Lim: Talent and innovation are key to growth (Interview with The Edge- Part 2)

BALANCED development with optimal growth, human talent and innovation and establishing an intelligent city for Penang are the three main objectives beng pursued by the state government in its endeavour to put Penang on the international map.

Chief Minister Lim Guan Eng outlined these fundamentals which he says are vital for Penang to forge ahead as an international city — a habitat of choice for all.

“What is the concept of growth? Economic growth cannot be balanced and you must follow its natural growth patterns as part of a natural phenomena. You have to go along with the stream so that you can maximise growth rather than try to go upstream,” he said.

Lim added that there is a need for balanced development so that in areas which were deficient, money could be poured in so growth would be equitable. He stressed however that growth must be allowed to take its own natural pattern and trajectory.

“That is the fundamental point and any efforts to try to restrain growth would not be efficient and would not allow pareto(corrected) optimality which will have an impact on our competitiveness and productivity,” he added.

Secondly, Lim said there is a need to establish what the new “oil” of the 21st century is.

“The new oil of the 21st century will be human talents so are we doing enough to train, retrain, retain and to track new human talents?
“Of course that goes to the next aspect, (which is) what are we doing to encourage innovation or, to quote my Penang Science Council motto, ‘how to inspire innovation?”
“These are interlinked as talent breeds talent and innovation feeds innovation. Only then can we join the race to the top instead of joining the race to the bottom. And to join the race to the top, you need to have human talent,” he stressed.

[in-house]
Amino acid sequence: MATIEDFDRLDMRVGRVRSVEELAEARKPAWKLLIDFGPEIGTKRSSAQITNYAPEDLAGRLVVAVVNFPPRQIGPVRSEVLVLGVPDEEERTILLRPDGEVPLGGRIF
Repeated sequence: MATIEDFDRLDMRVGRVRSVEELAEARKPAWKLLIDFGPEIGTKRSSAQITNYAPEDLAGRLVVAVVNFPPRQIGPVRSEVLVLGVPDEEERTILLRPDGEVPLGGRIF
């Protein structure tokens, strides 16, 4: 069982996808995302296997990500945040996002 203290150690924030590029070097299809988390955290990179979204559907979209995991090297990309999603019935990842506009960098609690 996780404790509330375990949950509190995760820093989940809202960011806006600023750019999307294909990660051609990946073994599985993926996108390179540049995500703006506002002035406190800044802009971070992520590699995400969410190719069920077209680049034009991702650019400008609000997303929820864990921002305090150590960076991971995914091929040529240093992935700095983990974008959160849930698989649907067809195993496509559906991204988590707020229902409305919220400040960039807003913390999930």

Lim outlined the six disparate sources of intelligence — individual, collective, digital, institutional, integrity and environmental/sustainable intelligence which would be vital to breeding human talent.

“If you have these, then the benefits of agglomeration(corrected) caused by the advantages of networking, specialisation, will kick in and that is when the synergies take effect.

“The main advantage of cities is amalgamation — you have the networking, you have all the resources, supplies and at the same time, specialisation as everyone has choices and can specialise in a specific field. And when you specialise you can shift the curve with greater outputs and efficiencies, productivities and even new technologies from innovation,” Lim stressed.

He said the third point to consider from a macro perspective is growing cities.

“Who does this century essentially belong to? Some say it belongs to Asia, China, Europe, India. I would say that this century belongs to cities. More and more of the global population will be living in cities. In fact by 2050, some estimate that 70% to 75% of population will live in cities, big and small. So whether we like it or not, cities would be the primary source of growth.

“You must allow for building up of cities and while some say liveable cities [and] some say compact cities, I would use the word intelligent city.

“What I said earlier about balanced development but optimal growth, human talent and innovation are the keys to creating cities,” Lim added.

This article appeared in The Edge Financial Daily, October 4, 2010.

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